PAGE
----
How therapy works

Awareness and cognitive insight alone are necessary, but not sufficient. It is believed that it is necessary for the client to feel what he is aware of – to relive, express or do something that will help him “finish” the unfinished business from the past. Gestalt therapy uses a variety of therapeutic “experiments” and techniques aimed at exploring and enhancing awareness. These experiments are usually created spontaneously. The therapist relies on his knowledge and intuition, while also taking into account the present moment and the topic that the client presents. Some of the techniques used are: confrontation, keeping attention on the present and current contact, raising awareness (turning one’s attention to nonverbal signs, using “I” statements, etc.), role playing (famous empty chair technique or two chair technique…).

Attention is paid not only to the content that the client brings, but also to the way the client talks about the contents, the way they run away from the topic or insist on it, the way they hold themselves, how they sit, how much they move, how they breathe. All these additional aspects are recognized at the present moment and are presented to the client himself. This is the reason Gestalt therapy is also known as “therapy of the obvious” (eg. the therapist can tell the client “I notice you are not breathing”). The therapist strives to keep all his knowledge and experience in the background, while taking an attitude of openness to what the client himself brings. In this way, we manage to find out what the direct experience of the person we have in front of us is, and find out what that experience means to him.


The individual is seen as a functional whole that has the capacity for growth and development. The individual is capable of efficient and satisfying existence and contacting themselves and the world around them in a satisfactory way. Thus, the main goal of gestalt therapy is not necessarily to change the individual, but to provide support to that individual in becoming who they are. This is not a directive therapeutic orientation, the therapist does not have all the answers nor do they pretend to have them, there are no judgements of client’s behavior. The therapist is there to help the clients increase their own awareness and come up with answers that work for themselves. This helps them become more authentic and “complete” people, especially after working on the parts of themselves that they rejected or were unconscious of. Awareness here implies the process of learning and recognizing one’s own control and responsibility for one’s own behavior. We look at the past and the circumstances that the client could not influence, but the emphasis is on the personal responsibility of the individual, and the focus is on their experience in the present moment.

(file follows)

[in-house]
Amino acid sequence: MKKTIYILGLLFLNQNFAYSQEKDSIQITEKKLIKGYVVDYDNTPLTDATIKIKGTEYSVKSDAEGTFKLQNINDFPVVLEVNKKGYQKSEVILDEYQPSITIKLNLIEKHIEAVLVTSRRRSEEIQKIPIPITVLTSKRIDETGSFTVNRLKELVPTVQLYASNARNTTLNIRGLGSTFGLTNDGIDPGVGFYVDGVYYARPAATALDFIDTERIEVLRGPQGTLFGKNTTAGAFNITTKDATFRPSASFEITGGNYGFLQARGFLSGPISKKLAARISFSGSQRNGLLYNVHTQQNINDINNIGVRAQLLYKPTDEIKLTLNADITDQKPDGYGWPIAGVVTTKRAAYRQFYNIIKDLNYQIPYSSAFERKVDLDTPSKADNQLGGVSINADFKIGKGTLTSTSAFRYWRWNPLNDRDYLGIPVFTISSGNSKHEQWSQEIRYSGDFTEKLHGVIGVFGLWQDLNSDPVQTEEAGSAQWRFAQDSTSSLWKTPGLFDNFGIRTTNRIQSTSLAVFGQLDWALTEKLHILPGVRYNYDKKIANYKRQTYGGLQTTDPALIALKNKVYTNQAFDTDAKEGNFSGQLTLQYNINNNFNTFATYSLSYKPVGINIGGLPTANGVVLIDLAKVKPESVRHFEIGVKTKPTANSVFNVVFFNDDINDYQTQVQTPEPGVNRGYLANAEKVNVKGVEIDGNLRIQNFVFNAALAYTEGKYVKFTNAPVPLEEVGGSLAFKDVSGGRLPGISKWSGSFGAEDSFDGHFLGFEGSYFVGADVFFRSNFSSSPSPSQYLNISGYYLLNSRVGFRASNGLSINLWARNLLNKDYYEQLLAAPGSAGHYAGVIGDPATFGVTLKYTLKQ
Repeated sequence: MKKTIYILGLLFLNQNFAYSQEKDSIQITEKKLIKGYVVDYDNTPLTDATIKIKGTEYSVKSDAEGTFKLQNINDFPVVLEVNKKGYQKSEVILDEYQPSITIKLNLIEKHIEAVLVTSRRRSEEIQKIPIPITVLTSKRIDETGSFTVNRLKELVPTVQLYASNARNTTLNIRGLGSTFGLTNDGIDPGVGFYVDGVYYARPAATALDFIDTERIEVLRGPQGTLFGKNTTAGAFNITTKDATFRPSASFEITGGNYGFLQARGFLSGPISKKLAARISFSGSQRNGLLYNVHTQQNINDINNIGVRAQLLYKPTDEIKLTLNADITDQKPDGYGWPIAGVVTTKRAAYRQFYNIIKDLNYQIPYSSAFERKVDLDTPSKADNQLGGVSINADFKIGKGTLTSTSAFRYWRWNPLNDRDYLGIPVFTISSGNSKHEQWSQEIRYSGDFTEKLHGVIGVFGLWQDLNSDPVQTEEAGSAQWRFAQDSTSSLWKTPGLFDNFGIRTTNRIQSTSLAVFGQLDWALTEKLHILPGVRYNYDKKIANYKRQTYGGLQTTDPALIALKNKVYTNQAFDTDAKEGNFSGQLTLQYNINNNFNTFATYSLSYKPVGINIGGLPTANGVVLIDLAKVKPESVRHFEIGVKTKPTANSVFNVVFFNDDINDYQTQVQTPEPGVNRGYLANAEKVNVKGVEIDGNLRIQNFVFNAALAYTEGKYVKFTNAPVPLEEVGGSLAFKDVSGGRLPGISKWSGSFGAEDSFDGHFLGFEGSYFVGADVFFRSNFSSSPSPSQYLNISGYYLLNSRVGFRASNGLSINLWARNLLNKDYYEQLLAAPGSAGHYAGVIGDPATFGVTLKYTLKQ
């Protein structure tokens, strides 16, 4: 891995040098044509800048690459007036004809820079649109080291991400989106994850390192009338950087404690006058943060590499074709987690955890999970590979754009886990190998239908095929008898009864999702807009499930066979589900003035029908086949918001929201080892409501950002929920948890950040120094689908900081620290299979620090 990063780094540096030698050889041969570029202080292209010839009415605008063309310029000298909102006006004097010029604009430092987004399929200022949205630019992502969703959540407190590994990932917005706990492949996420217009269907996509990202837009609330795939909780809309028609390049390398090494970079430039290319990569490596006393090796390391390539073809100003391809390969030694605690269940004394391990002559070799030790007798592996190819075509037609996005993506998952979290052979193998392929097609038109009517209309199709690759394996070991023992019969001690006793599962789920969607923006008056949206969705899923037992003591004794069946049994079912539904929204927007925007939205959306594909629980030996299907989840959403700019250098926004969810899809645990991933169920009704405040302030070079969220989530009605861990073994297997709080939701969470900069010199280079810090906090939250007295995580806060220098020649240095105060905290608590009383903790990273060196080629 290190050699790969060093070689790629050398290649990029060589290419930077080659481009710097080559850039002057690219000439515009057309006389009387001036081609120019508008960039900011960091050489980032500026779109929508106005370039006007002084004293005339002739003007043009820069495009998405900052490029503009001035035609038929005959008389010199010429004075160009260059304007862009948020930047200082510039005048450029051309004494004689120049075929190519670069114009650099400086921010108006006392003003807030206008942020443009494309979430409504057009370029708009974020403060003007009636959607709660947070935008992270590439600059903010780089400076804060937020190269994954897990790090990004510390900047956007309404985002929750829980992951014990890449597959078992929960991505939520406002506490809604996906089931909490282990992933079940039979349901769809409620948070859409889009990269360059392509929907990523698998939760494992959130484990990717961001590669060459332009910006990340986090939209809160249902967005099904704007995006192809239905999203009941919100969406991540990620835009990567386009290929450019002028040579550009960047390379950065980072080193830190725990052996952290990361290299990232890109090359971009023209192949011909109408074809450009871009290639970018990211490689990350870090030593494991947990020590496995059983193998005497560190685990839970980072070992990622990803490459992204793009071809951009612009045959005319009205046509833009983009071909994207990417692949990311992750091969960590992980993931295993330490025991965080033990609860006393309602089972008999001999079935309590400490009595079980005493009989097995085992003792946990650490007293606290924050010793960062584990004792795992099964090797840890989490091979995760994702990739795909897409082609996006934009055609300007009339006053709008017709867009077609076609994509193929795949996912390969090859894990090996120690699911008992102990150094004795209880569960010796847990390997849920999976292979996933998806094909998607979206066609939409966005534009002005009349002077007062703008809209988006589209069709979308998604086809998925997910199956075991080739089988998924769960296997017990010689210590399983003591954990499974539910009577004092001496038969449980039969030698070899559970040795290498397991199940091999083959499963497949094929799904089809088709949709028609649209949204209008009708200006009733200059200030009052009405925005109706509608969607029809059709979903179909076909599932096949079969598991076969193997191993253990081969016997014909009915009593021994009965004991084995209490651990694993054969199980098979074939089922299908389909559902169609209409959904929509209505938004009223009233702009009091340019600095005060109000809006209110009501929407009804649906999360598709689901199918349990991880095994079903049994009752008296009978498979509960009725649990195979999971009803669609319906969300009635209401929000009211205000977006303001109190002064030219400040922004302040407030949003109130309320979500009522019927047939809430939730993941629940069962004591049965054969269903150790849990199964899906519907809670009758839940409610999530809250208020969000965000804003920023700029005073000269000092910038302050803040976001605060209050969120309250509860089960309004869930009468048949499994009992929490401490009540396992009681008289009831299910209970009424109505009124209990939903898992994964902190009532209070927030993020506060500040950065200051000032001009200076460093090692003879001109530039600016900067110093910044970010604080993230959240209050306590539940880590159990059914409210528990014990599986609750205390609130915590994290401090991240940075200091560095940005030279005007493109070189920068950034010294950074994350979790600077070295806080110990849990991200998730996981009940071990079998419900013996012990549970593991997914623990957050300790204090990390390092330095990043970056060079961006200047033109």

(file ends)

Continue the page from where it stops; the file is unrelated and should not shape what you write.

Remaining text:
Who could benefit from it?

It is used when working with individuals, couples and families, as well as with professional organizations. Successful treatment leads to the release or mitigation of inadequate types of reactions and behaviors (inadequate being something that doesn’t serve us), by establishing new types of behaviors that are more in line with the nature of the individual.

Primary candidates are those who are unaware of the ways in which they support their dissatisfaction, provided they are willing to work on awareness. It is also suitable for those who are aware of everything they do, but who just can’t seem to act on what they already know – with them, we work through experiential techniques aimed at emotional insight.

Gestalt therapy is creative and different, it supports spontaneity and fun in therapy. It is inclusive, experiential and active, pushing people out of their comfort zones. The client is an active participant in everything that happens. The spontaneity of the theoretical setting itself, as well as the therapist and the process itself, should, ideally, inspire the client to bring that same spontaneity to life outside of the therapeutic setting.

If you think that you can benefit from professional support on this issue you can reach out here.

Branka Mlinar is a psychologist and Gestalt therapist offering psychotherapy and counselling to adolescent and adult individuals. She’s mostly worked with problems of anxiety, interpersonal and relationship issues, procrastination, work-related stress, trauma, and grief.


Kostić, M. (1983). Odnos terapeuta i klijenta u geštalt terapiji. Psihijatrija Danas. 

Perls, F., Hefferline, R.F., & Goodman, P. (1951). Gestalt therapy: Excitement and growth in the human personality, New York: Julian

Yontef, G. M. (1993). Awareness, dialogue and process: Essays on Gestalt therapy. Gouldsboro, ME: Gestalt Journal Press. 

Zinker, J. (1977). Creative process in Gestalt therapy. New York: Random House.